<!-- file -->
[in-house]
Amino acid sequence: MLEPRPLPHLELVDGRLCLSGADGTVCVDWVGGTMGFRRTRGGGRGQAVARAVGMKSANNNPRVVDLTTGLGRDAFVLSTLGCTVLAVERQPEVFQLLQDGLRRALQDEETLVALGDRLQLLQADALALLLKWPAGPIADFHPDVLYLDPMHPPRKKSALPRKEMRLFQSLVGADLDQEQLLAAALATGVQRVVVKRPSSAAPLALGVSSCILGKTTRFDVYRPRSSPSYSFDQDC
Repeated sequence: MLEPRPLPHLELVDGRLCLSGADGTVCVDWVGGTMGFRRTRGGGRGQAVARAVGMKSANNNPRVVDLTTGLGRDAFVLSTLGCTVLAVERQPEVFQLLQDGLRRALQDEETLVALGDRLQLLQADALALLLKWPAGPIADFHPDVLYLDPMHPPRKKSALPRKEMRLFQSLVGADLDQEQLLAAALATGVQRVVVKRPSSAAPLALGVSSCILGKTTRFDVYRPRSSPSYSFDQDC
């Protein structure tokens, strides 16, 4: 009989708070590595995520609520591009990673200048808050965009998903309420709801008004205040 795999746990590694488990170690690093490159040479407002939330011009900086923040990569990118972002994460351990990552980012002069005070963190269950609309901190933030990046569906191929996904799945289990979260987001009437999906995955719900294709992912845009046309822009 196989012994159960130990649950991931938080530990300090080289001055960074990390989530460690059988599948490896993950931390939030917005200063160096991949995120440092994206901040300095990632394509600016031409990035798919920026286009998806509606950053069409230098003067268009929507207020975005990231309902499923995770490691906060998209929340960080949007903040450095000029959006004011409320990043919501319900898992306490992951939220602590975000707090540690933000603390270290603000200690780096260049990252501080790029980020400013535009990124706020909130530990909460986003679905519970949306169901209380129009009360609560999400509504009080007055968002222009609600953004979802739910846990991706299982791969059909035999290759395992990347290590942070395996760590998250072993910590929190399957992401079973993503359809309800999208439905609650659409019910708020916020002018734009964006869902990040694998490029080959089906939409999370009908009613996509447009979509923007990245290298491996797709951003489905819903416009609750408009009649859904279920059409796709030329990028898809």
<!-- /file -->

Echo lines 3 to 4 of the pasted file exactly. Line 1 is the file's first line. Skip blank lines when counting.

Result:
Repeated sequence: MLEPRPLPHLELVDGRLCLSGADGTVCVDWVGGTMGFRRTRGGGRGQAVARAVGMKSANNNPRVVDLTTGLGRDAFVLSTLGCTVLAVERQPEVFQLLQDGLRRALQDEETLVALGDRLQLLQADALALLLKWPAGPIADFHPDVLYLDPMHPPRKKSALPRKEMRLFQSLVGADLDQEQLLAAALATGVQRVVVKRPSSAAPLALGVSSCILGKTTRFDVYRPRSSPSYSFDQDC
């Protein structure tokens, strides 16, 4: 009989708070590595995520609520591009990673200048808050965009998903309420709801008004205040 795999746990590694488990170690690093490159040479407002939330011009900086923040990569990118972002994460351990990552980012002069005070963190269950609309901190933030990046569906191929996904799945289990979260987001009437999906995955719900294709992912845009046309822009 196989012994159960130990649950991931938080530990300090080289001055960074990390989530460690059988599948490896993950931390939030917005200063160096991949995120440092994206901040300095990632394509600016031409990035798919920026286009998806509606950053069409230098003067268009929507207020975005990231309902499923995770490691906060998209929340960080949007903040450095000029959006004011409320990043919501319900898992306490992951939220602590975000707090540690933000603390270290603000200690780096260049990252501080790029980020400013535009990124706020909130530990909460986003679905519970949306169901209380129009009360609560999400509504009080007055968002222009609600953004979802739910846990991706299982791969059909035999290759395992990347290590942070395996760590998250072993910590929190399957992401079973993503359809309800999208439905609650659409019910708020916020002018734009964006869902990040694998490029080959089906939409999370009908009613996509447009979509923007990245290298491996797709951003489905819903416009609750408009009649859904279920059409796709030329990028898809």